Directed by Cathy Brady.
Starring Nika McGuigan, Nora-Jane Noone, Kate Dickie, Martin McCann and Olga Wehrly.
The story of two sisters who grew up on the fractious Irish border. When one of them, who has been missing, finally returns home, the intense bond with her sister is re-ignited. Together they unearth their mother’s past but uncovered secrets and resentments which have been buried deep, threaten to overwhelm them.
Cathy Brady’s feature debut is an emotionally raw look at two sisters struggling with the trauma of their past, played brilliantly by Nora-Jane Noone and the late Nika McGuigan, who sadly passed away last year at the young age of 33.
McGuigan plays Kelly, who crosses the Northern Irish border to return home having been missing for over a year. While staying with her sister Lauren, Kelly starts displaying challenging behaviour and bringing back past demons (their mother died under tragic circumstances when they were younger, and they’re both clearly still suffering from the psychological trauma surrounding the event). Wildfire is a film about learning to face your past before moving on to a brighter future.
The strangest aspect of the film is the political backdrop that surrounds it, opening with news stories discussing border issues in a post-Brexit Britain and casually reminding us of these tensions throughout. There’s nothing inherently wrong with this intention, but it never seems to go anywhere, nor does it connect with the central story in any meaningful way, which begs the question, why introduce it at all? The film’s politics simply feel more self-important than they do natural.
The main story arc itself isn’t short of issues either, littered with predictable moments and cliché characters, such as Lauren’s gossipy colleagues whose behaviour is so absurd that it borders on risible. It isn’t a film that’ll necessarily surprises its viewers, and one could argue that it also goes a little too far in the third act, perhaps trying too hard to make its point.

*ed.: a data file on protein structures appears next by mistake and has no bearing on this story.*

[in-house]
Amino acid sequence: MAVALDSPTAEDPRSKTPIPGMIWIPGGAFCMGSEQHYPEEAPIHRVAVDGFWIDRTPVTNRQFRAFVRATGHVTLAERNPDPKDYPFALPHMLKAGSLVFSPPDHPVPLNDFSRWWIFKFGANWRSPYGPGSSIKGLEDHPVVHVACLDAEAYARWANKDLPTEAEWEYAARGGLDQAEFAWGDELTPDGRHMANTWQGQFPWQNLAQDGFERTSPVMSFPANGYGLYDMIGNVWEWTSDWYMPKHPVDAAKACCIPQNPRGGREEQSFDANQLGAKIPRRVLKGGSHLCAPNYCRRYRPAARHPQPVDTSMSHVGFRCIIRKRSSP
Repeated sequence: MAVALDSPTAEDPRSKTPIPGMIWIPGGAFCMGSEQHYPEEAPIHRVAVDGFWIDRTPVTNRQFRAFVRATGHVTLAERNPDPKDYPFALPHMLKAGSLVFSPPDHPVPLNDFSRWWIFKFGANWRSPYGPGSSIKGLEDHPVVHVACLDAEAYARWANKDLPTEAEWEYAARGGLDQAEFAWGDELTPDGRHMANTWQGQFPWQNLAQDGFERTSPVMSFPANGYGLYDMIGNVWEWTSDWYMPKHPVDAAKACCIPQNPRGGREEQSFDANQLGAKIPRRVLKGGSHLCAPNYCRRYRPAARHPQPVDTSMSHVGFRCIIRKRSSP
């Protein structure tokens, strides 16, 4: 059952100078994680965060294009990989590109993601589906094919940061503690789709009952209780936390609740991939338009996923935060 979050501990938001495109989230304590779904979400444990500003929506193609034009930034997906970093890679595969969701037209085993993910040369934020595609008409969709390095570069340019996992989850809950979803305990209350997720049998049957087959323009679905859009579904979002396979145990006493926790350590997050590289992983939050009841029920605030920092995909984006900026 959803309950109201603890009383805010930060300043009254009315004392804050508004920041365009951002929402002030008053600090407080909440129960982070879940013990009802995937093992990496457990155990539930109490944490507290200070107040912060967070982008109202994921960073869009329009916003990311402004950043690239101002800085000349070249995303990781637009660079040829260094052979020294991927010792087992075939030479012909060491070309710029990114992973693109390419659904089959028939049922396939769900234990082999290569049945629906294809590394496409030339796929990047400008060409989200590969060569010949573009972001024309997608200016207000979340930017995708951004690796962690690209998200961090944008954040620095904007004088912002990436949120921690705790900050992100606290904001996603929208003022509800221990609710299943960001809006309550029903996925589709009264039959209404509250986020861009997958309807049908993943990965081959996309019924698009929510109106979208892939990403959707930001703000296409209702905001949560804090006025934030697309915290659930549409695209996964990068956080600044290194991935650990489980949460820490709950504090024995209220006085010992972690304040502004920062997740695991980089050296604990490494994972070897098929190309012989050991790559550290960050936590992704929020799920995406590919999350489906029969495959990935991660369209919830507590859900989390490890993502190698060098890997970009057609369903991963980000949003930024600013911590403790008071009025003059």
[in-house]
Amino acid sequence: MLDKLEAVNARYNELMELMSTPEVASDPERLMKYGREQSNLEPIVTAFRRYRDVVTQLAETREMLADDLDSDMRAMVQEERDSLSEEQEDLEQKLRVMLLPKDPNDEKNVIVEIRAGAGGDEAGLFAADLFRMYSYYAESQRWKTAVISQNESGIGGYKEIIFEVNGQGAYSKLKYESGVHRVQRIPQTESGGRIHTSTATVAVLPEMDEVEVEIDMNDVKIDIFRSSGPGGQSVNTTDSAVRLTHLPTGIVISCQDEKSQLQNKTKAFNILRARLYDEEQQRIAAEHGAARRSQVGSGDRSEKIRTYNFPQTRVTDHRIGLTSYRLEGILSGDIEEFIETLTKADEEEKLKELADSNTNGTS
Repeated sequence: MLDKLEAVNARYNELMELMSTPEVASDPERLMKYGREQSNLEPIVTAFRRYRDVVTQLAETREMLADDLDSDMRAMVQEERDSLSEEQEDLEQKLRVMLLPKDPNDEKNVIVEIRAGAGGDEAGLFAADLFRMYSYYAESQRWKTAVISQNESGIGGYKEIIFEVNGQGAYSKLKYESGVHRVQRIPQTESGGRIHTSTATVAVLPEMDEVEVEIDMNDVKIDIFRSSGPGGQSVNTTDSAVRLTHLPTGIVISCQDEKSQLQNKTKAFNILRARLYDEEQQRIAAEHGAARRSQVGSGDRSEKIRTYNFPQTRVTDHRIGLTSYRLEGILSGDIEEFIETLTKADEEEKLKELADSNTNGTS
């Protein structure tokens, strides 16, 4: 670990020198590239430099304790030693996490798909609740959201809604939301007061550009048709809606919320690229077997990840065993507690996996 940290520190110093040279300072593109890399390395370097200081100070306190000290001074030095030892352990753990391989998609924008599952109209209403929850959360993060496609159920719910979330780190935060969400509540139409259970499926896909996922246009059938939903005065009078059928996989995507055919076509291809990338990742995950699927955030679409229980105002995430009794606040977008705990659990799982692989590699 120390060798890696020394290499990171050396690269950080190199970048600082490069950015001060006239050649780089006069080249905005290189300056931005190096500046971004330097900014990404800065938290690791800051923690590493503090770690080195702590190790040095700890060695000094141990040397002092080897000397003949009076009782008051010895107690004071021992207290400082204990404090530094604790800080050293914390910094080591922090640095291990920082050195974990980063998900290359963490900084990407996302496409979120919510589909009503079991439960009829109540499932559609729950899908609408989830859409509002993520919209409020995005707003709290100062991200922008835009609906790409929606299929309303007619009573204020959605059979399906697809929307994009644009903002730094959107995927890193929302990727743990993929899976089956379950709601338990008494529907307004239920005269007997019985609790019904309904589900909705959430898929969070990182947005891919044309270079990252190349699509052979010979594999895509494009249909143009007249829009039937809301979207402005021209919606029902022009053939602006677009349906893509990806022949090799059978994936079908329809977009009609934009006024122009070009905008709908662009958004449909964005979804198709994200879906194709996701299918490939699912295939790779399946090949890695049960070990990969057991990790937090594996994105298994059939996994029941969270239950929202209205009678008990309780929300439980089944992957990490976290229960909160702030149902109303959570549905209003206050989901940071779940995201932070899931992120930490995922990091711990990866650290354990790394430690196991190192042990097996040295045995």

Where the film truly succeeds is in its central performances. Both McGuigan and Noone are terrific, selling their characters’ history with superb chemistry, both emotionally unstable yet demonstrably confident all at once. It’s these two talented, committed performers who are able to make the material work and ultimately elevate the film far beyond its flaws.
Brady is also creative in her direction, with a clever (albeit unsubtle) use of the colour red symbolising the film’s themes and her energetic camerawork perfectly conveying the agitated nature of the characters. It’s a fresh, artistic and stylish take on classic kitchen sink realism.
With Wildfire, Brady certainly proves herself to be a filmmaker with potential, but her screenplay and the story’s off-balance political backdrop are clear problems, both of which are thankfully masked by the strong sibling bond at the film’s core and the terrific central performances.
Flickering Myth Rating – Film: ★★★ / Movie: ★★